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Is Pregnancy a Qualifying Event?

Is Pregnancy a Qualifying Event?

Is pregnancy a qualifying event? Can an expectant mother be added to a group health plan as a dependent when she finds out about the pregnancy? When an employee finds out she is pregnant, these are often questions directed at HR. Find out if pregnancy is considered a qualifying event and how to answer other frequently asked questions from expectant mothers.

Questions About Insurance and Pregnancy 

A qualifying life event is a change to an individual’s circumstances that allows them to make adjustments to their benefits despite the time of the year. Typically, employees are only eligible to make adjustments during the company’s open enrollment period, which often (but not always) takes place towards the end of the year.

 

 

Is Pregnancy a Qualifying Event?

No, pregnancy is not considered a qualifying event in most states. However, giving birth to the child, adopting a child, or a foster child placement is considered a qualifying event

 

Is Pregnancy a Pre-existing Condition? 

According to the Affordable Care Act (ACA) pregnancy cannot be considered a pre-existing condition. So, if open enrollment occurs before the baby is born, the expecting mother can be added to the plan without fear of a pre-existing condition exclusion. The same would apply for a non-spouse in the event that the plan allows domestic partners. This means that all maternity costs would be covered by the policy, but they would still be responsible for any deductibles, coinsurance, and copays.

 

What Other Insurance Options do Pregnant Mothers Have? 

While pregnancy is not generally considered a qualifying event, there could be other options available. Women who meet the eligibility criteria for Medicaid or Children’s Health Insurance Program (CHIP) can enroll at any point during pregnancy. 


What Else Should Employers Know About Pregnancy? 

  • Remind employees what they need to know about qualifying life events. When an employee experiences a life event such as the birth or adoption of a baby or a marriage, chances are they’re not immediately thinking about how it impacts their insurance. However, because a newborn is considered a qualifying event, your employees are permitted to make adjustments to their benefits packages—including adding the child to their health insurance once the baby is born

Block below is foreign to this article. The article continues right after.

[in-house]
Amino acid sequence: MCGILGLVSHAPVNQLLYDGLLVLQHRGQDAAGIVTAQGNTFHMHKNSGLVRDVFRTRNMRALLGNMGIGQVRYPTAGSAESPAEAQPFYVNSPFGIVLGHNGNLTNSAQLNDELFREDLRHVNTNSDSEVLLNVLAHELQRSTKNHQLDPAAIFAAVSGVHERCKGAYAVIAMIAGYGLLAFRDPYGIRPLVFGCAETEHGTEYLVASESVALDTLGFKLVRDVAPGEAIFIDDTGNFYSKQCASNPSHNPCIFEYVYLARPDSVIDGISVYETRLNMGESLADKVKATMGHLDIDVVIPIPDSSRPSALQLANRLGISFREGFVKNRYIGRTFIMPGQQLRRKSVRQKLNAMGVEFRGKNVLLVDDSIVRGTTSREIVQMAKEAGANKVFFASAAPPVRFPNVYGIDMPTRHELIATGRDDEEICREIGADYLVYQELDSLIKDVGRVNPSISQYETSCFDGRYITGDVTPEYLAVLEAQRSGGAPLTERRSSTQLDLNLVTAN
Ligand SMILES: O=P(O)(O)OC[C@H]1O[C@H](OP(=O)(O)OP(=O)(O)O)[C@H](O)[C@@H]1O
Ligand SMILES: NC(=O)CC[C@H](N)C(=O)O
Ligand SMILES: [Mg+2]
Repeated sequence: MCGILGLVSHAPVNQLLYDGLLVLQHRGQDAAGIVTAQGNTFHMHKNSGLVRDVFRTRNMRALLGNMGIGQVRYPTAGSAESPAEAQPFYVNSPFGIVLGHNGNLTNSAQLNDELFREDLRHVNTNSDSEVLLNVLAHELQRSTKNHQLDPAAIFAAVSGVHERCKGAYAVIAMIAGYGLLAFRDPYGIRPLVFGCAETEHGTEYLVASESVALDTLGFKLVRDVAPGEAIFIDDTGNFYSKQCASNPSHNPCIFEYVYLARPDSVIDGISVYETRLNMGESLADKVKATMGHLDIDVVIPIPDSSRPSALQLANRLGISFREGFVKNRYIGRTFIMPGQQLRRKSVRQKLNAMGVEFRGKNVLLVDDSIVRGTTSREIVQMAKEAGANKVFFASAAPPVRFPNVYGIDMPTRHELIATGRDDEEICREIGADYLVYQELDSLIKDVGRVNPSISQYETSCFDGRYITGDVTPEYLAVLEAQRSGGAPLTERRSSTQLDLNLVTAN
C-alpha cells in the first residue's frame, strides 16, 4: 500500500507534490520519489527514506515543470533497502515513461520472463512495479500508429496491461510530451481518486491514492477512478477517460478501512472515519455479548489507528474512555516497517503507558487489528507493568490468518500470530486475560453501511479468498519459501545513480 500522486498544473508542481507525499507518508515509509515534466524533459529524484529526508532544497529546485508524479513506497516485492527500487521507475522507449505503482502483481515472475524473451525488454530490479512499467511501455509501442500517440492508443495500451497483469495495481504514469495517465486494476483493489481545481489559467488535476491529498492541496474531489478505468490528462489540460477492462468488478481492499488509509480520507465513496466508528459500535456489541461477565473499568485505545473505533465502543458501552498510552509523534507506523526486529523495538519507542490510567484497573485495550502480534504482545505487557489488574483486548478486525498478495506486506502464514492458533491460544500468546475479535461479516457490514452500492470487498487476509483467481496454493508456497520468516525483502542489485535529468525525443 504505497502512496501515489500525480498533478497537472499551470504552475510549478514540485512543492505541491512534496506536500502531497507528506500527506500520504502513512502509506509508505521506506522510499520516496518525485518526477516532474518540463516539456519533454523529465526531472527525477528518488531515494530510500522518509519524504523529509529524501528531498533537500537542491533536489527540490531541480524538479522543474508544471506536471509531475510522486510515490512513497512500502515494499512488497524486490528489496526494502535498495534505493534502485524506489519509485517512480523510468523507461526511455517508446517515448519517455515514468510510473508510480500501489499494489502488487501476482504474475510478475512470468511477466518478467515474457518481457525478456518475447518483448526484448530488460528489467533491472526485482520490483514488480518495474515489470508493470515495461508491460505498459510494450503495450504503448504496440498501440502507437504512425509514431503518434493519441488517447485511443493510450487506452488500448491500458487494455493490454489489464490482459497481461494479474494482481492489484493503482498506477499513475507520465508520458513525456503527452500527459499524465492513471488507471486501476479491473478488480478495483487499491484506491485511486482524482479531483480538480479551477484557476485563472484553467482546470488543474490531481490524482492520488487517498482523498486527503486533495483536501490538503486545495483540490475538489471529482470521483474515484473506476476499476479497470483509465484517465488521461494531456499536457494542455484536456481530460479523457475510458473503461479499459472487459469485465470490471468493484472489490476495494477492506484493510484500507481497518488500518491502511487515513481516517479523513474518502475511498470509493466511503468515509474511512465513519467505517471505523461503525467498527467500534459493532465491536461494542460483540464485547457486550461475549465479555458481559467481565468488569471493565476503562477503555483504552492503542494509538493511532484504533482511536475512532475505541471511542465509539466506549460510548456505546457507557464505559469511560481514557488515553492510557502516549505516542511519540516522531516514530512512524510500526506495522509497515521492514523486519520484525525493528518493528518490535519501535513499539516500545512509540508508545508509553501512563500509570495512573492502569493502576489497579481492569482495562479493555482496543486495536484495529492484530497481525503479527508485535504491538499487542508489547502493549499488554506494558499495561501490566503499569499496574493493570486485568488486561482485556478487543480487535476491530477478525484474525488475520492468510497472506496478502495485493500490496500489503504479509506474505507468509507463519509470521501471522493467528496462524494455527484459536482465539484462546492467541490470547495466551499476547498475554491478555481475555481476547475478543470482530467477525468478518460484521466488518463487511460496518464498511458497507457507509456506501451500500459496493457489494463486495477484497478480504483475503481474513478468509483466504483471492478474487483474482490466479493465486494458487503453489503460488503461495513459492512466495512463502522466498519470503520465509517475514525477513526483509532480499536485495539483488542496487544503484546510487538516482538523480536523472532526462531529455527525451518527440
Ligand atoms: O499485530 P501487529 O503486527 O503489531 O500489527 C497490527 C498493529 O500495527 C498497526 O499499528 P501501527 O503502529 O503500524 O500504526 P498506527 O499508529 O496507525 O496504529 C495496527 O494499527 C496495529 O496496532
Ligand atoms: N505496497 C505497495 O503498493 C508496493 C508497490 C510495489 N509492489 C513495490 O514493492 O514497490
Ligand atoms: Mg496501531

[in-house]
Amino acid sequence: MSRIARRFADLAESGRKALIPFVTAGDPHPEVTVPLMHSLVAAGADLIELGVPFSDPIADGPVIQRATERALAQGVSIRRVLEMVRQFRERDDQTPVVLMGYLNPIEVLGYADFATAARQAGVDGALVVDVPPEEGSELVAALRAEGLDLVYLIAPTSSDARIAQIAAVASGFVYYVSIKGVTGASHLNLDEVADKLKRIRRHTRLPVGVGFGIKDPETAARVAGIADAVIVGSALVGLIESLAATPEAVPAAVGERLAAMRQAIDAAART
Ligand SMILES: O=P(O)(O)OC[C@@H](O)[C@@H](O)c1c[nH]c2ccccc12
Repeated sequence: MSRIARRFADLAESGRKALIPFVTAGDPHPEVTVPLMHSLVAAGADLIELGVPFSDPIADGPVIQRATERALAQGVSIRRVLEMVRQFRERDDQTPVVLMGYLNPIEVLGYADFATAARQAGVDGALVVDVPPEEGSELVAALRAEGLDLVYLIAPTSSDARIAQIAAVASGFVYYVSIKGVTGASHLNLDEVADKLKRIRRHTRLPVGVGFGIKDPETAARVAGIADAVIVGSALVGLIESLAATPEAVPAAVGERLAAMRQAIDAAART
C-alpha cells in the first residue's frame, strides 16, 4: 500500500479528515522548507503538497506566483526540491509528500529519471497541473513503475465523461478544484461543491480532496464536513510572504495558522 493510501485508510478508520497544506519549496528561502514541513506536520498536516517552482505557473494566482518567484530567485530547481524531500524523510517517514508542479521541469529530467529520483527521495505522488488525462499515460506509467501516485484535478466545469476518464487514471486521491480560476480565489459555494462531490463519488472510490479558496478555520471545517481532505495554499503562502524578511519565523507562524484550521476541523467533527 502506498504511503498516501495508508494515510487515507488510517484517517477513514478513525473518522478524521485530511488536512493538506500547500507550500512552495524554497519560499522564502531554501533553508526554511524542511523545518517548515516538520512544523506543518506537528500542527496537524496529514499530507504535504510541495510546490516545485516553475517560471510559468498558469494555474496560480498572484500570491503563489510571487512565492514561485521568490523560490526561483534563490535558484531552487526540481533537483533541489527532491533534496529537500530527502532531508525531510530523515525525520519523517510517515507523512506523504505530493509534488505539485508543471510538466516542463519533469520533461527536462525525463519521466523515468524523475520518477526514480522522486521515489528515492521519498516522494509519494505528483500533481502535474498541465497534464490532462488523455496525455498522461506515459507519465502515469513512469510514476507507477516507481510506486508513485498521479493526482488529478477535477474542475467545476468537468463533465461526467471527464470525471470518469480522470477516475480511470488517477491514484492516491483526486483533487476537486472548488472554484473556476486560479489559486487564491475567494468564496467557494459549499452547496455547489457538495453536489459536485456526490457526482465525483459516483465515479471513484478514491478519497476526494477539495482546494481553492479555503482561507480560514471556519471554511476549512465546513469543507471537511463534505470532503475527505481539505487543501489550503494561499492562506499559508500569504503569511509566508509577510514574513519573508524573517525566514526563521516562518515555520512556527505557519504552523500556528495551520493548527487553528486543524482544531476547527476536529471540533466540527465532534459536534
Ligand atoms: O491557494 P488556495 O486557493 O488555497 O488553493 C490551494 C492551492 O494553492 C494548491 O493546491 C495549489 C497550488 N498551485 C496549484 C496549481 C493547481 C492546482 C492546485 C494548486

• Pregnancy can also come up during the hiring process. The Pregnancy Discrimination Act of 1978 made it illegal to discriminate on the basis of pregnancy, childbirth, or related medical decisions. You cannot ask about whether a candidate plans to have children, but you can ask if the candidate can meet job requirements, including attendance, travel or relocation—each of which could be affected by whether a candidate has children. But you can only ask these questions if you ask them to all candidates. If you are only asking these questions of women, you may be found to be out of compliance.
  • Paternity leave is not legally required, but it can serve as a retention tool. There is no federal legislation in the United States that requires private employers to offer partial or fully financially reimbursed parental leave. However, it is available for federal employees. With this said, robust parental leave policies can serve as a significant indicator of an organization’s company culture and can help boost other important human resources goals. 
  • On the other hand, the Family and Medical Leave Act (FMLA) requires up to 12 weeks of unpaid, job-protected leave for certain employees. While this is helpful legislation for many parents, mothers and fathers often return to the workforce before the 12-week period expires due to lack of pay. 

Employers looking to make changes to or update their paid parental leave policy can reference this communications template.

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